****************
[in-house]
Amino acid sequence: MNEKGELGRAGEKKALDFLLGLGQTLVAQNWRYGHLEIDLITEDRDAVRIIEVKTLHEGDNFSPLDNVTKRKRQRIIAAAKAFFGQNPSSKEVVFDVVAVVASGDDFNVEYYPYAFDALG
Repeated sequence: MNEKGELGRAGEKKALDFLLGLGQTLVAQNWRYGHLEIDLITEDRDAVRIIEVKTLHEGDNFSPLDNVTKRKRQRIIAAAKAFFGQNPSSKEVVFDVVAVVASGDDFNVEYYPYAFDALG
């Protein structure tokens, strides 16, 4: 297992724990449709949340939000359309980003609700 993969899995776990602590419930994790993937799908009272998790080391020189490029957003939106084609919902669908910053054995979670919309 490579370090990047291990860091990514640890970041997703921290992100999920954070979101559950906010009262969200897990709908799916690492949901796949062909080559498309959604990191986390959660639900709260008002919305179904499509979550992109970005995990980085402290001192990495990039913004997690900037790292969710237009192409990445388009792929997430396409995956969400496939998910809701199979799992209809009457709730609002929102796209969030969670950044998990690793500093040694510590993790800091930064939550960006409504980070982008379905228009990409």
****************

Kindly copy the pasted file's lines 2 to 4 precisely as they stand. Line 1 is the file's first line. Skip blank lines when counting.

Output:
Amino acid sequence: MNEKGELGRAGEKKALDFLLGLGQTLVAQNWRYGHLEIDLITEDRDAVRIIEVKTLHEGDNFSPLDNVTKRKRQRIIAAAKAFFGQNPSSKEVVFDVVAVVASGDDFNVEYYPYAFDALG
Repeated sequence: MNEKGELGRAGEKKALDFLLGLGQTLVAQNWRYGHLEIDLITEDRDAVRIIEVKTLHEGDNFSPLDNVTKRKRQRIIAAAKAFFGQNPSSKEVVFDVVAVVASGDDFNVEYYPYAFDALG
């Protein structure tokens, strides 16, 4: 297992724990449709949340939000359309980003609700 993969899995776990602590419930994790993937799908009272998790080391020189490029957003939106084609919902669908910053054995979670919309 490579370090990047291990860091990514640890970041997703921290992100999920954070979101559950906010009262969200897990709908799916690492949901796949062909080559498309959604990191986390959660639900709260008002919305179904499509979550992109970005995990980085402290001192990495990039913004997690900037790292969710237009192409990445388009792929997430396409995956969400496939998910809701199979799992209809009457709730609002929102796209969030969670950044998990690793500093040694510590993790800091930064939550960006409504980070982008379905228009990409």